This profile was last updated in 2006
The Arya Samaj was founded by Maharsi Dayananda Saraswati on May 6, 1875 in India. Through out the 70s and 80s, Arya Samajis in the tri-state area went to the Arya Samaj community in Jamaica Queens to participate in group meetings. The North Jersey group’s first meeting in NJ was in Dr. Singhal’s house on August 25, 1985. In 1987, they started to meet in a rented Masonic lodge, their current property. In 1998, they made a bid for the property, having raised $30,000 in the first decade of their corporate existence. The Masons accepted their offer, and they proceeded to raise the rest of the $720,000 in the span of one year. The fundraising effort was extensive, and included non-Arya Samajis and non-Indians, particularly from the medical community. The main meeting hall is on the top floor, along with two small classrooms. The seats are still configured in the Masonic model, with a stage up front and three rows of seats along each side wall, leaving an open floor in the middle of the room.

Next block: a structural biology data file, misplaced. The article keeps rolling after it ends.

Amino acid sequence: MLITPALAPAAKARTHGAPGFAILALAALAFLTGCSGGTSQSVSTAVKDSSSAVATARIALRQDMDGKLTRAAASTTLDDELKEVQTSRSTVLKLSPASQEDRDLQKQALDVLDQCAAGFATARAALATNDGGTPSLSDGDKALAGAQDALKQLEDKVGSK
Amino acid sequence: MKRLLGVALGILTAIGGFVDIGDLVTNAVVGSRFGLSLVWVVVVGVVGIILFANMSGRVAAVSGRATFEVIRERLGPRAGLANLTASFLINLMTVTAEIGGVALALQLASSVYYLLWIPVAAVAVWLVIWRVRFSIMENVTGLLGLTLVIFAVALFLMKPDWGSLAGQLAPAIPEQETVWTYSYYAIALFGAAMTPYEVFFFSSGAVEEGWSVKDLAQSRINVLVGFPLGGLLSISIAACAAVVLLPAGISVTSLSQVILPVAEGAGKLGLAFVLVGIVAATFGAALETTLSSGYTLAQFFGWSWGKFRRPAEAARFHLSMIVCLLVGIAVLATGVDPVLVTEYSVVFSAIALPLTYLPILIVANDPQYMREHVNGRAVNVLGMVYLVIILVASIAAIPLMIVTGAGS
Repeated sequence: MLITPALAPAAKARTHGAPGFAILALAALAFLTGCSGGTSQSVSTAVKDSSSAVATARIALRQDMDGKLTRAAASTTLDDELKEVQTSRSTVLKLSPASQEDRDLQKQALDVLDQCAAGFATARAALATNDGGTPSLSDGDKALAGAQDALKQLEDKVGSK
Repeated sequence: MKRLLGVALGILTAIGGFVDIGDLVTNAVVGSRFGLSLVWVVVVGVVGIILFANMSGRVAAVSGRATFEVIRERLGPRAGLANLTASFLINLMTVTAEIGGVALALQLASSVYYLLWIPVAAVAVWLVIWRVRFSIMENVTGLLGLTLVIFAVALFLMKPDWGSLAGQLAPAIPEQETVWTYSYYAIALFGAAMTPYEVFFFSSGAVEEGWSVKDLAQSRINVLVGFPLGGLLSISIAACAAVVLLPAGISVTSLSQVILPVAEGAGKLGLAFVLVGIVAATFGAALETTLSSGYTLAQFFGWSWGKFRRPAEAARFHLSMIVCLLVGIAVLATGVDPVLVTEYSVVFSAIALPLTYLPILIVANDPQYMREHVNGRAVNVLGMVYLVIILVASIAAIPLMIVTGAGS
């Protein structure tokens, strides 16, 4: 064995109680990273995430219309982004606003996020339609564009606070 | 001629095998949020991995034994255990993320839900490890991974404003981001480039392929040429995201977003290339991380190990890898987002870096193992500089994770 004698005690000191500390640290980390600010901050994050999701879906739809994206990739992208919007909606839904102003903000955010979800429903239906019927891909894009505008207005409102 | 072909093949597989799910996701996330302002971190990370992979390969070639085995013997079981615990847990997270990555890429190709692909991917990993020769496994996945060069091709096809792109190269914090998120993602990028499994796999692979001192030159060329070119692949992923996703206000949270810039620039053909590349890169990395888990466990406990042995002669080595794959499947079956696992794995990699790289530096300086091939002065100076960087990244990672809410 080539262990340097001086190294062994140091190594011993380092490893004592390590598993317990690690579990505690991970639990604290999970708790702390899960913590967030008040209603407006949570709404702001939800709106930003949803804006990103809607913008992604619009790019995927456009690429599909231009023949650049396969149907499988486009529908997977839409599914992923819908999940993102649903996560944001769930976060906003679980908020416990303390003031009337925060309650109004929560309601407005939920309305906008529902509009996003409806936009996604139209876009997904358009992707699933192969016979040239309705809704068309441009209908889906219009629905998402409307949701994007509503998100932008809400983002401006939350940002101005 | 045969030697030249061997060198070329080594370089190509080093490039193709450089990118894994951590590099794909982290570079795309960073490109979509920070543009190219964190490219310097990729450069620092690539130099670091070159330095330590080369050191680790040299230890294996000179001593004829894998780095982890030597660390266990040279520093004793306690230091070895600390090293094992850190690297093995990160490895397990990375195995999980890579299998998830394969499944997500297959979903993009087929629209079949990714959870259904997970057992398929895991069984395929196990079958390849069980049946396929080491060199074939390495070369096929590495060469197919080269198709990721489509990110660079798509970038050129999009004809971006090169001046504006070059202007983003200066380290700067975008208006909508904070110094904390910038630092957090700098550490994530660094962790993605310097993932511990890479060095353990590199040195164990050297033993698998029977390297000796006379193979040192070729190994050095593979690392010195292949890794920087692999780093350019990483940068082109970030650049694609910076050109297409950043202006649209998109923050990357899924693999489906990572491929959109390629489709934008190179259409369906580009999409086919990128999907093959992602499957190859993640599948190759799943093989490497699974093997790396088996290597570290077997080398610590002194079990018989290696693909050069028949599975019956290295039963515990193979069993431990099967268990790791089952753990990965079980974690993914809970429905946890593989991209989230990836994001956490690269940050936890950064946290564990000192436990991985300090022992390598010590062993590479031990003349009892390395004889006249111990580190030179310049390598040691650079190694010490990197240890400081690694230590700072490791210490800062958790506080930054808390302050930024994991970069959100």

The temple is loosely affiliated with the Arya Samaj International (ASI), with whom they may occasionally coordinate international or regional conferences and activities. The group has close contact with the Arya Samaj of Bergen County, which worships in a rented church, but the group has little contact with the Ni Arya Samaj Mandir, Inc., in Jersey City, which is largely a Guyanese Asian Indian congregation. The “Ten Principles of the Arya Samaj” held by all Samaj organizations help create a sense of communal identity. According to Dr. Singhal, the word “Arya” means noble, and the community strives to become noble by helping others. Dr. Singhal made a distinction between worship and learning about religion and culture. He noted that the Arya Samaj emphasizes preaching and teaching in each community meeting, and lays less stress on ritual. The community is also very egalitarian; any member who is respected by the group as a learned and able speaker can be invited to lead worship and preach.
The temple’s main activity is its Sunday afternoon meeting and worship, from 3-5 pm every other week. The meetings are usually in English, and occasionally in Hindi. The typical ceremony consists of a Havan (Vedic fire), bhajans (hymns), and speeches on religious subjects. Other activities include Hindi language classes and religious classes for children. The focus of the group is on community building.